The thermal time constant of the temperature sensors 22 and 24 play an important role in determining the speed of response of the flow sensor 10 to changes in the fluid flow rate 12. The rotational rate of the modulator 20 can also affect this speed of response. If the rotational rate is relatively low so that the temperature sensors 22 and 24 have enough time to fully adjust to their alternating exposure and shielding from the flow stream 12, the highest flow detecting sensitivity will be achieved but at the lowest speed, that being essentially determined by the thermal time constant of the temperature sensors 24 and 24. If the modulator's 20 rotational rate is substantially increased there will be a loss of sensitivity. However, the inherent ability of the flow sensor 10 to respond quickly will be increased by about the same factor as this loss in sensitivity. The ability of the flow sensor 10 to trade speed of response for flow detection sensitivity is a useful tool in meeting the challenges of varied and difficult flow metering requirements. The sensor 10 provides the unique combination of a sensor having very high sensitivity and calibration stability, which it enables to be effectively used to meet a wide range of flow metering requirements.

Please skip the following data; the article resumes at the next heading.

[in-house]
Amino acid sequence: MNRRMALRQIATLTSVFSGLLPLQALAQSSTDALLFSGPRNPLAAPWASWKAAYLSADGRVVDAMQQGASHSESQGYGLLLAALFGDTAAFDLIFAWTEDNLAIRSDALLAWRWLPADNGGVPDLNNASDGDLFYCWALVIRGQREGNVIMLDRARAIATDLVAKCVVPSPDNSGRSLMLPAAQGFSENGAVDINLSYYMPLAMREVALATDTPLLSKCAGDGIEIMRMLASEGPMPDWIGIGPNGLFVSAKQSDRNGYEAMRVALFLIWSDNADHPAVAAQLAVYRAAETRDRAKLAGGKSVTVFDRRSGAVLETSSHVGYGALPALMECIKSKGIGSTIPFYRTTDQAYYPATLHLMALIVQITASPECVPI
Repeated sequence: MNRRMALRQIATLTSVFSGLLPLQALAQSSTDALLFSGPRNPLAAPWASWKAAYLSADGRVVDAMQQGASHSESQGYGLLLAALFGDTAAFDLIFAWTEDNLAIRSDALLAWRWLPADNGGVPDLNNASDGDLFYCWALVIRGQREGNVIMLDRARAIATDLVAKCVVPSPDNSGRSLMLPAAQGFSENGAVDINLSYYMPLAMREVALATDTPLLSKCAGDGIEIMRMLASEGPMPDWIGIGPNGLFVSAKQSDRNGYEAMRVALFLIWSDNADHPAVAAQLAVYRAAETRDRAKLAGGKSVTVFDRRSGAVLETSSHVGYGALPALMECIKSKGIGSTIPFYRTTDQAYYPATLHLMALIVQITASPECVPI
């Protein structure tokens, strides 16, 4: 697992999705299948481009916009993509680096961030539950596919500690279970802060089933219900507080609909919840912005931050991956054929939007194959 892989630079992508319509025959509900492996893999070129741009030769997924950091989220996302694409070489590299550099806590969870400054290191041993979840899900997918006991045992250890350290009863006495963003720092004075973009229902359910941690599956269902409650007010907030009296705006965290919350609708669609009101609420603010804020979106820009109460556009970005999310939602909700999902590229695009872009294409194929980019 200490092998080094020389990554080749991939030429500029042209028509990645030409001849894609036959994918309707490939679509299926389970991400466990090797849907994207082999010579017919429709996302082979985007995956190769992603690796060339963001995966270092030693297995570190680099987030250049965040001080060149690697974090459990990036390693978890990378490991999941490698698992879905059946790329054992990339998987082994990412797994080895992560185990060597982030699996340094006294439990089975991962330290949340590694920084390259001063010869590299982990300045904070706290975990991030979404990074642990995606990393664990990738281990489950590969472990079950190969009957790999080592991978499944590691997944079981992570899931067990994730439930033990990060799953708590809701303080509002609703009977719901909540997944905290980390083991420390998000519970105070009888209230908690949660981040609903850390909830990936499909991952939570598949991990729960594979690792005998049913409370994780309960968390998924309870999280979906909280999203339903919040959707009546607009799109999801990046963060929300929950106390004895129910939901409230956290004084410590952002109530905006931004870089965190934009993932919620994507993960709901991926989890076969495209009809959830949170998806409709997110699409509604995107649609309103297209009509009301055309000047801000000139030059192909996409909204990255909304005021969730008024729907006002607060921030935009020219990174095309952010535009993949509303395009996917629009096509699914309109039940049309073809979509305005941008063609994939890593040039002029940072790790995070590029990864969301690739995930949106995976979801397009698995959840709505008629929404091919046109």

Referring further to FIG. 3, the flow sensor 10 is shown configured in a bypass arrangement. A main flow tube 76 is used through which most of the fluid flow 12 passes. A flow inhibitor 78, obstructs the passage of the fluid flow 12 to produce a pressure drop between two sensor pipe fittings 80 and 82 so that a representative fluid flow occurs through the bypass conduit 30, and therefore through the flow sensor 10, which is configured like that of FIG. 1. This arrangement is particularly useful when the rate of the fluid flow 12 is high because the temperature sensors 22 and 24 in the flow sensor 10 are protected from mechanical damage which could occur from contact with solid particles in the fluid flow stream 12.
The high sensitivity of the mass flow sensor 10 of FIG. 3 enables it to respond to very low flow rates and yet consume relatively little power when doing so. The flow inhibitor 78 needs only to obstruct the flow passage 14 slightly to produce a fluid flow through the bypass tube 30, and thus a usable flow for measurement purposes, and as a result the flow inhibitor 78 can be relatively small. In practice, the flow inhibitor 78 could even be a fitting, for example, which contains an adjustment for varying the depth of penetration into the flow path of a part of the fitting for calibration purposes.
The bypass configured mass flow sensor 10 of FIG. 3 may also incorporate valves associated with the fittings 80 and 82, for example, to enable flow through the fittings 80 and 82 to be shut off while the mass flow sensor 10 is removed and/or replaced. This enables sensor maintenance to be performed without disrupting service. Various other configurations which provide a differential pressure and a corresponding flow representative of mass flow rate can readily use the mass flow sensor 10 as the flow sensing means.